A critical look at critical looking

Watter resensie kry die groen lig? 6 March 2012, US Woordfees, Stellenbosch


In 2011 the major SA newsgroup Media 24, owner of Die Burger, Beeld, Die Volksblad, City Press, Rapport, The Sun and other big titles, made headlines with its announcement that it would appoint a single books editor for all its regional Afrikaans newspapers. The decision provoked heated protest. Breyten Breytenbach, among other authors, went so far as to call for a boycott of Media 24 products and services.

The dust has settled now, and the panel discussion over lunch at De Vette Mossel opened with Elmari Rautenbach, Media 24’s duly installed National Books Editor, giving the audience an overview of how this system of centralising book reviews in the Afrikaans national dailies actually works.

One book review on any given book is published in all three the Afrikaans dailies; a second review is sometimes available on Media 24’s website. This is a severe contraction in the number of Afrikaans reviews available in print, and it has led to concern about a dwindling base of public critical reception.

This in mind, chair of the talk, prizewinning poet and Woordfees project manager Melt Myburgh, asked Kerneels Breytenbach how he as a writer felt about digital reviewing.

“If the negative review is in the paper and the positive one’s on the web, I’d be annoyed, but if the reviewer was competent, the author should be appeased.”

Breytenbach elaborated on the idea of a competent reviewer by describing him or her as someone with authority and substantive knowledge on the subject matter under review. This was often unnoticed when considering the validity of a review. A review should be critical, something that anonymous blogger Crito sees as lacking in South African literary reviews.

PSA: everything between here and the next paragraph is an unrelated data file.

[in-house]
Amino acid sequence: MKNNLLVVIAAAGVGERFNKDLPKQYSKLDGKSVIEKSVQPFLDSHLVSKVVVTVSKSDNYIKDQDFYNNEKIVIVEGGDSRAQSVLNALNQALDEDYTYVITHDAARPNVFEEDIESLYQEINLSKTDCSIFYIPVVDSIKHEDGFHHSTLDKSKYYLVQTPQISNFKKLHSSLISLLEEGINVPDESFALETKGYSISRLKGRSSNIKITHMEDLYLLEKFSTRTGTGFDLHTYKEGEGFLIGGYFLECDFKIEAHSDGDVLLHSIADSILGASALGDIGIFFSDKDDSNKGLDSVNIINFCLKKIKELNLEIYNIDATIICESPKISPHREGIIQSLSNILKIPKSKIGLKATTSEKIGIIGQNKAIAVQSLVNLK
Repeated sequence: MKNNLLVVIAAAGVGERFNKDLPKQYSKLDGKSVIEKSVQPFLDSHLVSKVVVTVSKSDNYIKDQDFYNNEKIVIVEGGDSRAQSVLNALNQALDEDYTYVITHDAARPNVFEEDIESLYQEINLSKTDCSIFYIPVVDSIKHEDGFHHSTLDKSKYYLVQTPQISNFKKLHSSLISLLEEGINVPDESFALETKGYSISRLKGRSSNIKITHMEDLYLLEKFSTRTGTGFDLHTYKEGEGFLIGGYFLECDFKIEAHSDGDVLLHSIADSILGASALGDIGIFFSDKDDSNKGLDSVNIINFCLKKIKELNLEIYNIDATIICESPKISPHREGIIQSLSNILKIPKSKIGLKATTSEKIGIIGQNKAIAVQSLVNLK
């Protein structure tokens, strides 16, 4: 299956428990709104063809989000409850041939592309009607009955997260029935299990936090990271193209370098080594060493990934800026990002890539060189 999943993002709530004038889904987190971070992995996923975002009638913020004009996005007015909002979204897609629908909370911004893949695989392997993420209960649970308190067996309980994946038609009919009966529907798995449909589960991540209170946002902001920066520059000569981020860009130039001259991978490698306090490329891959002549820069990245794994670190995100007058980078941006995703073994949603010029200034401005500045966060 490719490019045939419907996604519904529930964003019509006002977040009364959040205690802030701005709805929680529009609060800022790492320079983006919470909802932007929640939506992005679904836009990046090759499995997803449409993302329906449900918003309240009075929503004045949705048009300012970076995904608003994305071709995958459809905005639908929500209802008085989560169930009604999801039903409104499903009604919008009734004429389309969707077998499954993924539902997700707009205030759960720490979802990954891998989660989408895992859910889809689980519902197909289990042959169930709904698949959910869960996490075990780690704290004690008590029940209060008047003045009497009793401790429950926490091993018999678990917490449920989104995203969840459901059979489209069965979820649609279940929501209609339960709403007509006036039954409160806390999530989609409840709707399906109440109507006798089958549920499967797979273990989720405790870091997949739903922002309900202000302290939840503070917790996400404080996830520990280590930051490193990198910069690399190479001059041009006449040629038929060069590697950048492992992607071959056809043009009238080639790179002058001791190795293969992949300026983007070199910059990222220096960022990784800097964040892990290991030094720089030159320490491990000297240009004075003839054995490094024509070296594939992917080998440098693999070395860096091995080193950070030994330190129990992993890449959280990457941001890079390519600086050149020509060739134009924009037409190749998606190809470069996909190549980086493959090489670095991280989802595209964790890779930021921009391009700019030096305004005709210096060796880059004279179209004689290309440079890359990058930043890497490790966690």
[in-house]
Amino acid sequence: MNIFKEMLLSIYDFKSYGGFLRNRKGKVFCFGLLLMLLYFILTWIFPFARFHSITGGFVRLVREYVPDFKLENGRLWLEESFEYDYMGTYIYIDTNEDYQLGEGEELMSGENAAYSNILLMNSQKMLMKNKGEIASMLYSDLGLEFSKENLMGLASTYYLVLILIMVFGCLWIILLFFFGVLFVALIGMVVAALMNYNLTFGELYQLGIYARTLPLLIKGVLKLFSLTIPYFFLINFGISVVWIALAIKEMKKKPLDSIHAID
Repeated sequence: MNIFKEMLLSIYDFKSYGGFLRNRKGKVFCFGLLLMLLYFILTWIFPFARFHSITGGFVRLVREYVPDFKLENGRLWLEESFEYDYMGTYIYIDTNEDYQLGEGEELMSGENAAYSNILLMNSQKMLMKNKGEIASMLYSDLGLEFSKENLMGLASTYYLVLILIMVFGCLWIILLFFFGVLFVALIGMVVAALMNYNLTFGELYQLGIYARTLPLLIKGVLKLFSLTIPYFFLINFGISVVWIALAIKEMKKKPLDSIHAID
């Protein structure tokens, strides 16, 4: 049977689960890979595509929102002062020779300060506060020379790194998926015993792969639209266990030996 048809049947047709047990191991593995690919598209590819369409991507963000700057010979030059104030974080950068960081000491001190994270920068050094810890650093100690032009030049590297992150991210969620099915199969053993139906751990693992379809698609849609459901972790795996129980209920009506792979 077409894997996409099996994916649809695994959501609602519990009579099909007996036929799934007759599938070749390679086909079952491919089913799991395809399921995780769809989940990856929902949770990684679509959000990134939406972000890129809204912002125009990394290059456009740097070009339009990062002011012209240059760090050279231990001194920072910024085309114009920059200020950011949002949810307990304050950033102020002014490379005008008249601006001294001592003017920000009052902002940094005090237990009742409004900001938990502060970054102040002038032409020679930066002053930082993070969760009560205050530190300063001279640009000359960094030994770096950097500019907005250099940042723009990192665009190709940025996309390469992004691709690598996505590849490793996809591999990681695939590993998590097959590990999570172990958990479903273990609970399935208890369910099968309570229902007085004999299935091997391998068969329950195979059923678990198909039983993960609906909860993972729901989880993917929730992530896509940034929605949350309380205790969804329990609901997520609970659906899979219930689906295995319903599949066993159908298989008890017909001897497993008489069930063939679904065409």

Rautenbach added that she considered debate around the merits of reviews as important. It created strong engagement around literature. Some writers had become so well known and celebrated that people often felt afraid to criticise them.

This prompted Marius Crous to share an interesting question he was asked at his Review Clinic: “Can and should one respond to a negative review of one’s work?”

The general consensus in this regard is that it depends on the nature of the “negative” review: is it merely critical, or is it blatantly uninformed? If merely critical, a writer (and the reader) should be able to learn from it. If uninformed, the publisher should handle the matter.

Here, Crous commented on his own experience with negative reviews. After the publication of his first volume of poems, he got good reviews. His second volume received mixed reviews. He felt angry but “got over it”. What surprised him was the skepticism of his publishers when he submitted his third manuscript for publication. The less-than-enthusiastic response to his new work, he felt, shed light on the strong reliance publishers place on reviews.

Myburgh concluded by asking the panel if they considered the reviewer a “powerful” figure. Crous felt a review should not be taken as an absolute indication of value. A bad review should not lead readers to ignore the book. Breytenbach said there were times, too, when reviewers had their own agendas. Despite him disliking the anonymity of Crito, he felt that such a commentator played an important role in "policing" reviewers and exposing such agendas.

The discussion also examined the issue of a reviewer’s “credentials”. Further, the issue of the single book editor at Media24 clearly remained problematic for the participants right through the conversation. The skepticism of Crous’s publisher following mixed reviews showed that publishers did take reviews seriously. If publishers took reviews this much into account, then a single book review in the Afrikaans dailies nationwide could surely compromise the success of a writer. Clearly, the publisher might have concerns about sales, and this begs the question: is the debate about reviews purely a literary one or does it translate into money, too?

Note: Marius Crous has two published volumes of poetry: Brief uit die kolonies (2003) and Aan ’n beentjie sit en kluif (2006).